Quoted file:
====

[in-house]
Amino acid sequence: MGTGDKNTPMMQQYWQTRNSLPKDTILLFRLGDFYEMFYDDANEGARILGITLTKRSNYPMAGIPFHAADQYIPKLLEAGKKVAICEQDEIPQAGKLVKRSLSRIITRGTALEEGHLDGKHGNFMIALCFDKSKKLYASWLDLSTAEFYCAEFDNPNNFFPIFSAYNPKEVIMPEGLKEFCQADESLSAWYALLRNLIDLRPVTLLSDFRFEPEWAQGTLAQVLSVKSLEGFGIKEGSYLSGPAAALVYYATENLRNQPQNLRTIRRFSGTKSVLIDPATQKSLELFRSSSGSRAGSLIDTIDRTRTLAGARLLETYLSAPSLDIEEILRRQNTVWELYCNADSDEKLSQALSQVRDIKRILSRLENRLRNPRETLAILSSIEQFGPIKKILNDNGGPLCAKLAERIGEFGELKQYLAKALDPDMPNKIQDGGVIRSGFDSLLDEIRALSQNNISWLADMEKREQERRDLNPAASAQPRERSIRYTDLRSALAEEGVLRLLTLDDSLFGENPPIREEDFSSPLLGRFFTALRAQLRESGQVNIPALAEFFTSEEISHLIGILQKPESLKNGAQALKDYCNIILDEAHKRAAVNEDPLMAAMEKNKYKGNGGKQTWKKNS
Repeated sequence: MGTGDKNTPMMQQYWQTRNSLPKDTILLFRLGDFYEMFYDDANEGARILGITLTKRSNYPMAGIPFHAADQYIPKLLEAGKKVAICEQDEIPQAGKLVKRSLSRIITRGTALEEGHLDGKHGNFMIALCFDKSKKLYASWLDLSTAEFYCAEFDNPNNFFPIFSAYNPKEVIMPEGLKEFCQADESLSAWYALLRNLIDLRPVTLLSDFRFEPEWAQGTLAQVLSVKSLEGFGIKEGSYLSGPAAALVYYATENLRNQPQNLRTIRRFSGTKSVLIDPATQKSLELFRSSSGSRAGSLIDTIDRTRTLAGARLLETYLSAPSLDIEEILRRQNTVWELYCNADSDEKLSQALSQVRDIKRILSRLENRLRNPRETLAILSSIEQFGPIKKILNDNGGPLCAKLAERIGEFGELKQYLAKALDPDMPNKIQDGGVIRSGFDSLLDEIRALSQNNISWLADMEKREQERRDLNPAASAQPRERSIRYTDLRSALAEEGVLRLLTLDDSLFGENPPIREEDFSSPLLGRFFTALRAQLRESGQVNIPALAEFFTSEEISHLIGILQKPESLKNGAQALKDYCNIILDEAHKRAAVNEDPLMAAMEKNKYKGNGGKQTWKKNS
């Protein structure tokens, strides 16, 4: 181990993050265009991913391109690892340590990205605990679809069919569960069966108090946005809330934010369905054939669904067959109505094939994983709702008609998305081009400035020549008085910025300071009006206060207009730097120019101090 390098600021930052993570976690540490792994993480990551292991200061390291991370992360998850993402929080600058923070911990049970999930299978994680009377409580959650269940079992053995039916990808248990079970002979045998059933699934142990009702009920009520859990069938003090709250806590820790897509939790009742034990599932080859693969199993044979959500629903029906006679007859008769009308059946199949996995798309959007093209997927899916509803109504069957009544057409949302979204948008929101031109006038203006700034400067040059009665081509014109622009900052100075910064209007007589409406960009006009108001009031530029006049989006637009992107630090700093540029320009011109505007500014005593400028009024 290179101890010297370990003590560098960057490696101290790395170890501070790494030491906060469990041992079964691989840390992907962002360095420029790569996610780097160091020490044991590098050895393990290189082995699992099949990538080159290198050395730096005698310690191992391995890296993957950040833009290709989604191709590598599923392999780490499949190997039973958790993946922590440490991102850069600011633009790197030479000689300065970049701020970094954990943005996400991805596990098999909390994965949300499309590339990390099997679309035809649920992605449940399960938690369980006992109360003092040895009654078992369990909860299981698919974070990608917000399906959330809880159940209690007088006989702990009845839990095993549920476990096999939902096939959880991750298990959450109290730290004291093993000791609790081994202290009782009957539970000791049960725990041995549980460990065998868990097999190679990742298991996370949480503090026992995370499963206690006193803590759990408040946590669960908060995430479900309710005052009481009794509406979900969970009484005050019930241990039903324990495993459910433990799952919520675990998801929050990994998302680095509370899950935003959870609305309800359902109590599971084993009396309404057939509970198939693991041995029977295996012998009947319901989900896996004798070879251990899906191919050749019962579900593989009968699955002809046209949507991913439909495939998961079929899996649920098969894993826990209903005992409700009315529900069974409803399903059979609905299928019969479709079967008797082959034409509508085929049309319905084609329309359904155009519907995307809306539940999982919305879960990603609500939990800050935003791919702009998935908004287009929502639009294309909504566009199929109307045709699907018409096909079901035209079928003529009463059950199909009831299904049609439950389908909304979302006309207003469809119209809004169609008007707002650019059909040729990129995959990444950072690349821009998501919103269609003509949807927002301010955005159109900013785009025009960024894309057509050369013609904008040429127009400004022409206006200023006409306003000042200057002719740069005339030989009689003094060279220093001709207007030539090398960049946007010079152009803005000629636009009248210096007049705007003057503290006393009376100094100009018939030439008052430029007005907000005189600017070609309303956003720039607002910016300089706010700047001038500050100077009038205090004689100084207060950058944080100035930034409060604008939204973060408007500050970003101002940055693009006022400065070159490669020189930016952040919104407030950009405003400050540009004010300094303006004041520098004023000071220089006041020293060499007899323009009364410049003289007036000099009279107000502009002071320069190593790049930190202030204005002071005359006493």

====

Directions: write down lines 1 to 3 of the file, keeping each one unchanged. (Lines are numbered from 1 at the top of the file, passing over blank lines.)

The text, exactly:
[in-house]
Amino acid sequence: MGTGDKNTPMMQQYWQTRNSLPKDTILLFRLGDFYEMFYDDANEGARILGITLTKRSNYPMAGIPFHAADQYIPKLLEAGKKVAICEQDEIPQAGKLVKRSLSRIITRGTALEEGHLDGKHGNFMIALCFDKSKKLYASWLDLSTAEFYCAEFDNPNNFFPIFSAYNPKEVIMPEGLKEFCQADESLSAWYALLRNLIDLRPVTLLSDFRFEPEWAQGTLAQVLSVKSLEGFGIKEGSYLSGPAAALVYYATENLRNQPQNLRTIRRFSGTKSVLIDPATQKSLELFRSSSGSRAGSLIDTIDRTRTLAGARLLETYLSAPSLDIEEILRRQNTVWELYCNADSDEKLSQALSQVRDIKRILSRLENRLRNPRETLAILSSIEQFGPIKKILNDNGGPLCAKLAERIGEFGELKQYLAKALDPDMPNKIQDGGVIRSGFDSLLDEIRALSQNNISWLADMEKREQERRDLNPAASAQPRERSIRYTDLRSALAEEGVLRLLTLDDSLFGENPPIREEDFSSPLLGRFFTALRAQLRESGQVNIPALAEFFTSEEISHLIGILQKPESLKNGAQALKDYCNIILDEAHKRAAVNEDPLMAAMEKNKYKGNGGKQTWKKNS
Repeated sequence: MGTGDKNTPMMQQYWQTRNSLPKDTILLFRLGDFYEMFYDDANEGARILGITLTKRSNYPMAGIPFHAADQYIPKLLEAGKKVAICEQDEIPQAGKLVKRSLSRIITRGTALEEGHLDGKHGNFMIALCFDKSKKLYASWLDLSTAEFYCAEFDNPNNFFPIFSAYNPKEVIMPEGLKEFCQADESLSAWYALLRNLIDLRPVTLLSDFRFEPEWAQGTLAQVLSVKSLEGFGIKEGSYLSGPAAALVYYATENLRNQPQNLRTIRRFSGTKSVLIDPATQKSLELFRSSSGSRAGSLIDTIDRTRTLAGARLLETYLSAPSLDIEEILRRQNTVWELYCNADSDEKLSQALSQVRDIKRILSRLENRLRNPRETLAILSSIEQFGPIKKILNDNGGPLCAKLAERIGEFGELKQYLAKALDPDMPNKIQDGGVIRSGFDSLLDEIRALSQNNISWLADMEKREQERRDLNPAASAQPRERSIRYTDLRSALAEEGVLRLLTLDDSLFGENPPIREEDFSSPLLGRFFTALRAQLRESGQVNIPALAEFFTSEEISHLIGILQKPESLKNGAQALKDYCNIILDEAHKRAAVNEDPLMAAMEKNKYKGNGGKQTWKKNS